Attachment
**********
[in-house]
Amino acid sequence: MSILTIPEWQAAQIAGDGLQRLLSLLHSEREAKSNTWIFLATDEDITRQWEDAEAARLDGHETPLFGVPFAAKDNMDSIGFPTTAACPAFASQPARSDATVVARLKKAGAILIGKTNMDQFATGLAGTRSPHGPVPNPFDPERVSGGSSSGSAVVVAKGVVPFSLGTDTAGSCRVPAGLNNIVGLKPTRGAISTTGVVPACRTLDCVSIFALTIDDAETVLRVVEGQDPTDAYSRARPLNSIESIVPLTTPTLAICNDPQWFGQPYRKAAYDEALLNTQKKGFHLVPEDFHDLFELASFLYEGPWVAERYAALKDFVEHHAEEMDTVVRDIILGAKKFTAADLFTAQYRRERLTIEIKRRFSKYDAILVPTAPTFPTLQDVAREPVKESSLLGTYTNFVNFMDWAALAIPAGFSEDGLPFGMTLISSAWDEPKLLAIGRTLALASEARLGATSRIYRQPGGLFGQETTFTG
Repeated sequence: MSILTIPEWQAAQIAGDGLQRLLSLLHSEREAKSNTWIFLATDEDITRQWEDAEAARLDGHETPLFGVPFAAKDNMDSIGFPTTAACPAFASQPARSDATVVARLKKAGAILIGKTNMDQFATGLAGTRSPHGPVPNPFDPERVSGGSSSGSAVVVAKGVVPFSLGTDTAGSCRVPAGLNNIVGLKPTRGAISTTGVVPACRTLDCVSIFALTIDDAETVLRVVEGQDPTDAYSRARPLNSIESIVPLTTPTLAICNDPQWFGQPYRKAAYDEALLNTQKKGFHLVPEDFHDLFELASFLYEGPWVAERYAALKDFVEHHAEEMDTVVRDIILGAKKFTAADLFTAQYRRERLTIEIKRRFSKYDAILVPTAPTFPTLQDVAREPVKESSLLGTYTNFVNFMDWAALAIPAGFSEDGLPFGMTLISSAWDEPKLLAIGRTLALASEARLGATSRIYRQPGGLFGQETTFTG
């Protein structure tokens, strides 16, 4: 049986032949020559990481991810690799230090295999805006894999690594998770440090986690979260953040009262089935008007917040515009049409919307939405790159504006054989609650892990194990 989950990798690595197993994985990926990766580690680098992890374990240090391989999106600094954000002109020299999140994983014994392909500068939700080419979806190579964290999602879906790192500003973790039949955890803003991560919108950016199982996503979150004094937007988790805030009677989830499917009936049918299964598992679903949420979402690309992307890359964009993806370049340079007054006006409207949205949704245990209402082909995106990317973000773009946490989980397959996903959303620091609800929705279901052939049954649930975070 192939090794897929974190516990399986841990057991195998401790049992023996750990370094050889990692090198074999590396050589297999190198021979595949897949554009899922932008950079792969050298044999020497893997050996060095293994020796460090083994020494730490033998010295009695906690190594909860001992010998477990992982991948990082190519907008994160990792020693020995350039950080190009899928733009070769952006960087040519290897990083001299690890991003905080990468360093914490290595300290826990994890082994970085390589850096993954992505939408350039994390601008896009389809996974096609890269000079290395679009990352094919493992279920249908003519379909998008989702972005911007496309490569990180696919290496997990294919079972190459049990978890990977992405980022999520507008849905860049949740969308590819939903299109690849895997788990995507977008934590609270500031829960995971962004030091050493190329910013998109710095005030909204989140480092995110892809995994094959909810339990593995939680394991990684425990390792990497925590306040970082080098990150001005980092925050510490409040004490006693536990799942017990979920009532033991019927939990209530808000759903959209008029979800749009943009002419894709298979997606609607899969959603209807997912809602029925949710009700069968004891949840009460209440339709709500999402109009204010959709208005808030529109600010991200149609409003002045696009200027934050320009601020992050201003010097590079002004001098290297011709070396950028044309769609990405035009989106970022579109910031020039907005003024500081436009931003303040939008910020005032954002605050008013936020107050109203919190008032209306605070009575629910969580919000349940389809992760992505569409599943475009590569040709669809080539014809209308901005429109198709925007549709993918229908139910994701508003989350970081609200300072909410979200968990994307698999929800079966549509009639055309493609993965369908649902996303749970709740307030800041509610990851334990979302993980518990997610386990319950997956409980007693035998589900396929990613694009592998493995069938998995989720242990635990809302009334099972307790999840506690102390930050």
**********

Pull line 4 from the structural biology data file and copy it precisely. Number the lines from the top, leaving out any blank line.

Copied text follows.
């Protein structure tokens, strides 16, 4: 049986032949020559990481991810690799230090295999805006894999690594998770440090986690979260953040009262089935008007917040515009049409919307939405790159504006054989609650892990194990 989950990798690595197993994985990926990766580690680098992890374990240090391989999106600094954000002109020299999140994983014994392909500068939700080419979806190579964290999602879906790192500003973790039949955890803003991560919108950016199982996503979150004094937007988790805030009677989830499917009936049918299964598992679903949420979402690309992307890359964009993806370049340079007054006006409207949205949704245990209402082909995106990317973000773009946490989980397959996903959303620091609800929705279901052939049954649930975070 192939090794897929974190516990399986841990057991195998401790049992023996750990370094050889990692090198074999590396050589297999190198021979595949897949554009899922932008950079792969050298044999020497893997050996060095293994020796460090083994020494730490033998010295009695906690190594909860001992010998477990992982991948990082190519907008994160990792020693020995350039950080190009899928733009070769952006960087040519290897990083001299690890991003905080990468360093914490290595300290826990994890082994970085390589850096993954992505939408350039994390601008896009389809996974096609890269000079290395679009990352094919493992279920249908003519379909998008989702972005911007496309490569990180696919290496997990294919079972190459049990978890990977992405980022999520507008849905860049949740969308590819939903299109690849895997788990995507977008934590609270500031829960995971962004030091050493190329910013998109710095005030909204989140480092995110892809995994094959909810339990593995939680394991990684425990390792990497925590306040970082080098990150001005980092925050510490409040004490006693536990799942017990979920009532033991019927939990209530808000759903959209008029979800749009943009002419894709298979997606609607899969959603209807997912809602029925949710009700069968004891949840009460209440339709709500999402109009204010959709208005808030529109600010991200149609409003002045696009200027934050320009601020992050201003010097590079002004001098290297011709070396950028044309769609990405035009989106970022579109910031020039907005003024500081436009931003303040939008910020005032954002605050008013936020107050109203919190008032209306605070009575629910969580919000349940389809992760992505569409599943475009590569040709669809080539014809209308901005429109198709925007549709993918229908139910994701508003989350970081609200300072909410979200968990994307698999929800079966549509009639055309493609993965369908649902996303749970709740307030800041509610990851334990979302993980518990997610386990319950997956409980007693035998589900396929990613694009592998493995069938998995989720242990635990809302009334099972307790999840506690102390930050």